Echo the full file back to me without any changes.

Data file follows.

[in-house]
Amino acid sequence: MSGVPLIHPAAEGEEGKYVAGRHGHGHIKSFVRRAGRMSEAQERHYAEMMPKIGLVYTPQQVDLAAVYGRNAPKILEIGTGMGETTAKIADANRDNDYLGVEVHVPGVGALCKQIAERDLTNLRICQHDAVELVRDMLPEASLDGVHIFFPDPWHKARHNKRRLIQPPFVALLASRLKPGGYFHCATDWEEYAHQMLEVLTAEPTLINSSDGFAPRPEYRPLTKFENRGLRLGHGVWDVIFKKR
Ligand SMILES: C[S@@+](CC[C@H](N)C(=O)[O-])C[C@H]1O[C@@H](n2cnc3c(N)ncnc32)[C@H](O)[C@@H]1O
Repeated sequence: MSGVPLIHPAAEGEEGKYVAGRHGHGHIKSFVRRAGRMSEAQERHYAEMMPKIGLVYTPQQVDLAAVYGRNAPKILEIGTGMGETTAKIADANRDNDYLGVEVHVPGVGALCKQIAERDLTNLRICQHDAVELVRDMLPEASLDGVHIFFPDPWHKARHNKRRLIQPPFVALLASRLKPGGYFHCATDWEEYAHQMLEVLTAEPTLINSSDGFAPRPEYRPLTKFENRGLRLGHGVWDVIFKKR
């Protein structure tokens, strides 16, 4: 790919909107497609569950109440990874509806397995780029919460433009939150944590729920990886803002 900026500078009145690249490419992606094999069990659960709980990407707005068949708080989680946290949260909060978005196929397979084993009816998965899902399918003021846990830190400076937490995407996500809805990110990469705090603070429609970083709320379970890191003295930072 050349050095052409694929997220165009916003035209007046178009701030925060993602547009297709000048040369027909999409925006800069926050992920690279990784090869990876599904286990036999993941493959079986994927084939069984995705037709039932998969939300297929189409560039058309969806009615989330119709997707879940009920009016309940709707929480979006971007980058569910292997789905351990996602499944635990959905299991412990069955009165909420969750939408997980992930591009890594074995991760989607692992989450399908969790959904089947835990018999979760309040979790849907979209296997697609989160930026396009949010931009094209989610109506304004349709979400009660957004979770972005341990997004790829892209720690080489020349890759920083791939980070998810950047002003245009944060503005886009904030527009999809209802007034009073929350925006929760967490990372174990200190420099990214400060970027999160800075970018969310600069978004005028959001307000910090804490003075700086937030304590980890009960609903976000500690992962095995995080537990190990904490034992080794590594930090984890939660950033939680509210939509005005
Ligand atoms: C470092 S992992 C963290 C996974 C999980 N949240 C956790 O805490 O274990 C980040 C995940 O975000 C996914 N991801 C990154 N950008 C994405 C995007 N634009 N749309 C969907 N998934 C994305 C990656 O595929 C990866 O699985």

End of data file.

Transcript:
[in-house]
Amino acid sequence: MSGVPLIHPAAEGEEGKYVAGRHGHGHIKSFVRRAGRMSEAQERHYAEMMPKIGLVYTPQQVDLAAVYGRNAPKILEIGTGMGETTAKIADANRDNDYLGVEVHVPGVGALCKQIAERDLTNLRICQHDAVELVRDMLPEASLDGVHIFFPDPWHKARHNKRRLIQPPFVALLASRLKPGGYFHCATDWEEYAHQMLEVLTAEPTLINSSDGFAPRPEYRPLTKFENRGLRLGHGVWDVIFKKR
Ligand SMILES: C[S@@+](CC[C@H](N)C(=O)[O-])C[C@H]1O[C@@H](n2cnc3c(N)ncnc32)[C@H](O)[C@@H]1O
Repeated sequence: MSGVPLIHPAAEGEEGKYVAGRHGHGHIKSFVRRAGRMSEAQERHYAEMMPKIGLVYTPQQVDLAAVYGRNAPKILEIGTGMGETTAKIADANRDNDYLGVEVHVPGVGALCKQIAERDLTNLRICQHDAVELVRDMLPEASLDGVHIFFPDPWHKARHNKRRLIQPPFVALLASRLKPGGYFHCATDWEEYAHQMLEVLTAEPTLINSSDGFAPRPEYRPLTKFENRGLRLGHGVWDVIFKKR
């Protein structure tokens, strides 16, 4: 790919909107497609569950109440990874509806397995780029919460433009939150944590729920990886803002 900026500078009145690249490419992606094999069990659960709980990407707005068949708080989680946290949260909060978005196929397979084993009816998965899902399918003021846990830190400076937490995407996500809805990110990469705090603070429609970083709320379970890191003295930072 050349050095052409694929997220165009916003035209007046178009701030925060993602547009297709000048040369027909999409925006800069926050992920690279990784090869990876599904286990036999993941493959079986994927084939069984995705037709039932998969939300297929189409560039058309969806009615989330119709997707879940009920009016309940709707929480979006971007980058569910292997789905351990996602499944635990959905299991412990069955009165909420969750939408997980992930591009890594074995991760989607692992989450399908969790959904089947835990018999979760309040979790849907979209296997697609989160930026396009949010931009094209989610109506304004349709979400009660957004979770972005341990997004790829892209720690080489020349890759920083791939980070998810950047002003245009944060503005886009904030527009999809209802007034009073929350925006929760967490990372174990200190420099990214400060970027999160800075970018969310600069978004005028959001307000910090804490003075700086937030304590980890009960609903976000500690992962095995995080537990190990904490034992080794590594930090984890939660950033939680509210939509005005
Ligand atoms: C470092 S992992 C963290 C996974 C999980 N949240 C956790 O805490 O274990 C980040 C995940 O975000 C996914 N991801 C990154 N950008 C994405 C995007 N634009 N749309 C969907 N998934 C994305 C990656 O595929 C990866 O699985």